TINDERSTICKS: The Hungry Saw [Constellation]

Nobody said loving Tindersticks was easy. Since 1992, the Nottingham, England, outfit has pursued a sonic and lyrical palette according to the gray and gold of its elders (Hazlewood, Brel, Gainsbourg, Morricone) with occasional curves thrown into its thoroughly somber and sometimes disturbed arrangements. While other artists (Nick Cave, for example) have followed those roads with thunderous footsteps and an incumbent litany of sad/jealous/hateful lyrics, Tindersticks have walked softly and played in more subtle, noirish tones. But with three members of the band now gone (including writer/violinist Dickon Hinchliffe), the off-kilter madness that would once throw the group into a tizzy is missing from seventh album The Hungry Saw. Led by mercurial crooner Stuart Staples, the current lineup’s grand balladry is more stately and slow-boiled than ever. “The Other Side Of The World” and “All The Love” are smoky and choked-up, while “The Turns We Took” is cool and laconic and mesmerizingly so. Yet the grandeur of such tunes as the gospeled-up “Mother Dear” are touched by a too-severe sentiment. Tindersticks may have been in a dismal mood in the past, but at least it seemed like fun. Being sealed off from its own sense of spirited weirdness and play has made them dull boys. [www.cstrecords.com]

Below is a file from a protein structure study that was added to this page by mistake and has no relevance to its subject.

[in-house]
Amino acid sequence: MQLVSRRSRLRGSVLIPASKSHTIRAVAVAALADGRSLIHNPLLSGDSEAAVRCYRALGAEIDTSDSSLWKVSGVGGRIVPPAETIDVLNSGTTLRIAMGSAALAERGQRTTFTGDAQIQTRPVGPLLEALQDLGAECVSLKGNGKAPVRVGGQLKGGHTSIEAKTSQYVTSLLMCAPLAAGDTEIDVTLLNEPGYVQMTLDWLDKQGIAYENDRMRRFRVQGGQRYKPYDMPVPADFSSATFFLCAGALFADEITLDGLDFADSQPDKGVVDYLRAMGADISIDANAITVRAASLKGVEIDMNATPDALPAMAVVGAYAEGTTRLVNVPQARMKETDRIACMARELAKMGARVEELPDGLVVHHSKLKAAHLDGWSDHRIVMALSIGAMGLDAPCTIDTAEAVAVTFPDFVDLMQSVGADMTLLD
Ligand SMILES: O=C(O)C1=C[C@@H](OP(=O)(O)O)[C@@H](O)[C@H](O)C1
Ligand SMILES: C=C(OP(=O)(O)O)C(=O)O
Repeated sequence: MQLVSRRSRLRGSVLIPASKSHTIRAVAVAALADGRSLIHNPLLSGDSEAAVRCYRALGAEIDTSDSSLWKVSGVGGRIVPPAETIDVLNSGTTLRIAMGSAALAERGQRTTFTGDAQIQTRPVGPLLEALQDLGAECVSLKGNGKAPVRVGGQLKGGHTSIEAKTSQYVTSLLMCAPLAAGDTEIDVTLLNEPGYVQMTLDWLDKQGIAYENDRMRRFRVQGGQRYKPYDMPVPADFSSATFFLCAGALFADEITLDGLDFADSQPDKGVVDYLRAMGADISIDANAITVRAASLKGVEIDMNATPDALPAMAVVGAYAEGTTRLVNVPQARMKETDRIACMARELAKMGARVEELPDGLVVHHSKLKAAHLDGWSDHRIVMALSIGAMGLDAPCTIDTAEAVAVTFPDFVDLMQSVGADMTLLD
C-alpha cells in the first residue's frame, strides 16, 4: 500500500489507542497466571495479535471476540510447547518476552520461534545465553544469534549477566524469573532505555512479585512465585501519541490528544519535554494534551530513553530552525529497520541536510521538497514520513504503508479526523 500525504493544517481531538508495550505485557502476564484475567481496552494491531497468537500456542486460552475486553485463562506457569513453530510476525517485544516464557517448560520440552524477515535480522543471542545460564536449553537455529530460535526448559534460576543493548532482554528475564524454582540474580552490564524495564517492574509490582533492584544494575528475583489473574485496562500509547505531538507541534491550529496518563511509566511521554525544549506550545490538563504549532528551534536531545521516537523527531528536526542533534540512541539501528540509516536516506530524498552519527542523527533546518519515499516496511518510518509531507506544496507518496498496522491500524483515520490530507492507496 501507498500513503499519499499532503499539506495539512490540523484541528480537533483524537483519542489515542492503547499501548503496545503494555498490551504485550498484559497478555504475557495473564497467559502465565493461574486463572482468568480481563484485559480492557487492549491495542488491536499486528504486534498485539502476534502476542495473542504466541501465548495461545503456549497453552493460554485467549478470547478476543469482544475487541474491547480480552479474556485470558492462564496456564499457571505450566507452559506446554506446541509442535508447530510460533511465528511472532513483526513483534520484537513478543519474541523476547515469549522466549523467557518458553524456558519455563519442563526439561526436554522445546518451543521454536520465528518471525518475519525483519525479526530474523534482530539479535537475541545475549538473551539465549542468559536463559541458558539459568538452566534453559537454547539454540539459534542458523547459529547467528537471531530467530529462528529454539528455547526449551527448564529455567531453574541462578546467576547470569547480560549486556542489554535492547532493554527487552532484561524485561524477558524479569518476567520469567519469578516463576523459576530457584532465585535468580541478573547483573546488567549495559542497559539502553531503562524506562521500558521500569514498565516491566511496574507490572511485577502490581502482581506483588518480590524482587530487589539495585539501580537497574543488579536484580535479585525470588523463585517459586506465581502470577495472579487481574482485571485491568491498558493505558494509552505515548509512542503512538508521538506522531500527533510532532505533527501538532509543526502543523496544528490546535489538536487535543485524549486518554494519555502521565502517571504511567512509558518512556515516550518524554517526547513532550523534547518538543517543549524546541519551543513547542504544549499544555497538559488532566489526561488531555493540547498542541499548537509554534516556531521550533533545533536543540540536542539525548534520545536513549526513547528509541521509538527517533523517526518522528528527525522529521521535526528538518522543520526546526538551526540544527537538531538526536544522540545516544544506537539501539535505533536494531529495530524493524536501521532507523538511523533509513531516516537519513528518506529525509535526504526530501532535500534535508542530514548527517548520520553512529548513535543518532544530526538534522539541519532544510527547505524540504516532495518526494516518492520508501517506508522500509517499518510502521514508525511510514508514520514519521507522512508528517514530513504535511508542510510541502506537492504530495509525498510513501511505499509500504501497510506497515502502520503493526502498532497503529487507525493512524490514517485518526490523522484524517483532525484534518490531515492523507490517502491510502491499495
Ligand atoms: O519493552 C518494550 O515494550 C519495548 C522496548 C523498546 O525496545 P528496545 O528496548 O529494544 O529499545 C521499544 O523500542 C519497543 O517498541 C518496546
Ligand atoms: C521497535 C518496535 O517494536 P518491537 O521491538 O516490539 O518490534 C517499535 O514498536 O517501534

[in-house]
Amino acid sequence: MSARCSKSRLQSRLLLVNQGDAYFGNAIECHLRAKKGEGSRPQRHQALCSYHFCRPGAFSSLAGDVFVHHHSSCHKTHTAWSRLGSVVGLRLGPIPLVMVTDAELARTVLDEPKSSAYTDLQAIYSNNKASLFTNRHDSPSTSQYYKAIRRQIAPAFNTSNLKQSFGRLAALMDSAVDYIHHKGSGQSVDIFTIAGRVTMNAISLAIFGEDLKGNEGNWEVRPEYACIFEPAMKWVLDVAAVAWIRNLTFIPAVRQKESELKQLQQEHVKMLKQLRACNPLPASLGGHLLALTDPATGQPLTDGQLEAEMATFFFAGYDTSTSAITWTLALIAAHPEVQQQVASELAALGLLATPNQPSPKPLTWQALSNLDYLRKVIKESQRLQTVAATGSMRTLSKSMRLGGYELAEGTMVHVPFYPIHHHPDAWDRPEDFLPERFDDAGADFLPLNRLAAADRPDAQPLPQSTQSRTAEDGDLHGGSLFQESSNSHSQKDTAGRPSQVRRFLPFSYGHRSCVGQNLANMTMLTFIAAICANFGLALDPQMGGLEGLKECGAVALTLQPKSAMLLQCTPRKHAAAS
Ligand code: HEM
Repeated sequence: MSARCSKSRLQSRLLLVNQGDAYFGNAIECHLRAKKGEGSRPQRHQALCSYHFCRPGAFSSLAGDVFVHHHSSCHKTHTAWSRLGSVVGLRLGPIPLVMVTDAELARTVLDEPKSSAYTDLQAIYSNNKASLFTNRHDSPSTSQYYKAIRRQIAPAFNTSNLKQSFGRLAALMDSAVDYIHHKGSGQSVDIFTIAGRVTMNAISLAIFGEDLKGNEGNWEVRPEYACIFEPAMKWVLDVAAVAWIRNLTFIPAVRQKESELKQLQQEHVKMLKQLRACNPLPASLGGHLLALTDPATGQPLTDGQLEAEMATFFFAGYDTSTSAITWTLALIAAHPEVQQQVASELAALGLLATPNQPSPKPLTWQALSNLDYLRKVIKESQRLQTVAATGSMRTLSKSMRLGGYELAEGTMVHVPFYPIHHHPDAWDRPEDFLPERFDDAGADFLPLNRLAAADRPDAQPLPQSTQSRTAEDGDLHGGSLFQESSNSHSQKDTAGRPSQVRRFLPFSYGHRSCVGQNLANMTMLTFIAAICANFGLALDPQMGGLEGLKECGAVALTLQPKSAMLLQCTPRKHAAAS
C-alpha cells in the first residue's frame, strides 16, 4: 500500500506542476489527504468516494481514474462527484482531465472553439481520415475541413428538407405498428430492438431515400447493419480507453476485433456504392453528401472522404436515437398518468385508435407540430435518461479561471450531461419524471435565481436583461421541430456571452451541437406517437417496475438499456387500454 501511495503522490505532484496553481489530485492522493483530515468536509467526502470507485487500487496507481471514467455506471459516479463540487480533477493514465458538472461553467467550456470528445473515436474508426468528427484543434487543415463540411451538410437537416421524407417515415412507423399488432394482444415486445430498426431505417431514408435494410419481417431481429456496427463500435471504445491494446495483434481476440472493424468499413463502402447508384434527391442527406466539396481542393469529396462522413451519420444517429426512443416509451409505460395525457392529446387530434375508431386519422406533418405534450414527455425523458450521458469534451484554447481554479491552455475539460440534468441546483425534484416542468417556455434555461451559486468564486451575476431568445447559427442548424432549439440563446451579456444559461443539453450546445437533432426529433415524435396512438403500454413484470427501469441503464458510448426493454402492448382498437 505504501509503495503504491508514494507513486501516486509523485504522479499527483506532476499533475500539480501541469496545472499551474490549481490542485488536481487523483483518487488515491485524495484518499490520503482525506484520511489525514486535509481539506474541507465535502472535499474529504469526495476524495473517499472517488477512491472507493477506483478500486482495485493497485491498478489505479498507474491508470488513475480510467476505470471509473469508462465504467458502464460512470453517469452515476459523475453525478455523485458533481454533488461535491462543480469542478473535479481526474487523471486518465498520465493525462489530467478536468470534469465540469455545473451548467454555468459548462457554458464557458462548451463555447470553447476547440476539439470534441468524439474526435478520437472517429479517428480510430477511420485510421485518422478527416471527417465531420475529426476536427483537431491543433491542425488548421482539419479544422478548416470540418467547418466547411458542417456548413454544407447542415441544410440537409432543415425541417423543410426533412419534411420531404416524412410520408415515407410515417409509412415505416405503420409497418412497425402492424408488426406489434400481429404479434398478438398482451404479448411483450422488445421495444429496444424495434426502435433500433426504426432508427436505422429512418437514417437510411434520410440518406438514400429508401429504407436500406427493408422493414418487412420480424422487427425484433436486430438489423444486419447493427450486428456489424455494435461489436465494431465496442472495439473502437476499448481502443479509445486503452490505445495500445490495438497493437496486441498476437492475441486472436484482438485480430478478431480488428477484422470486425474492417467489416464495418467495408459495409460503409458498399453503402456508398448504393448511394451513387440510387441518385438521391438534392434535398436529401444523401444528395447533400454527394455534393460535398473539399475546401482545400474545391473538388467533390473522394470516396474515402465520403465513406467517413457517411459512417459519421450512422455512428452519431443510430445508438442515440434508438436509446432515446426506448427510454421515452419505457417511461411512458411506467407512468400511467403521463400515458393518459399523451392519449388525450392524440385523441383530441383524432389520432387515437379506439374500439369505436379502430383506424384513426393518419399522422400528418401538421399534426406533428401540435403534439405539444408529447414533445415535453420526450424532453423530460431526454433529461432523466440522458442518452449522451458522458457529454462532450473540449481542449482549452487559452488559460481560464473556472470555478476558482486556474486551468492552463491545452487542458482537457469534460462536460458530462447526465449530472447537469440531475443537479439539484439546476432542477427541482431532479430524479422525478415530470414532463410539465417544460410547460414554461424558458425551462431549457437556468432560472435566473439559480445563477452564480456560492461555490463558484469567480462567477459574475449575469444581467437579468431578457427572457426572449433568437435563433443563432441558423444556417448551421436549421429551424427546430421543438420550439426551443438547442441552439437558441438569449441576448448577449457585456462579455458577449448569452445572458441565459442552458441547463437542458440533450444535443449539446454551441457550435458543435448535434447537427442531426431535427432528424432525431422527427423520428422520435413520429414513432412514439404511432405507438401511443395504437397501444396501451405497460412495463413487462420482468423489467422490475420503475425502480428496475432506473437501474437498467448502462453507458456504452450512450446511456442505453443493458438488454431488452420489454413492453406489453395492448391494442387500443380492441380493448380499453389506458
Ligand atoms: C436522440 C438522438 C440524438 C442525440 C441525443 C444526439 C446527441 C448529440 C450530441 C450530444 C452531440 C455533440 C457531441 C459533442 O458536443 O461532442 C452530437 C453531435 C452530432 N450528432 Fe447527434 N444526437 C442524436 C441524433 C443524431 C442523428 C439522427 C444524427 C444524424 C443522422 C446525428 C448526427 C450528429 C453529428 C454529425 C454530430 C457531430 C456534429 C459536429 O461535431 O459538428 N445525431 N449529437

—A.D. Amorosi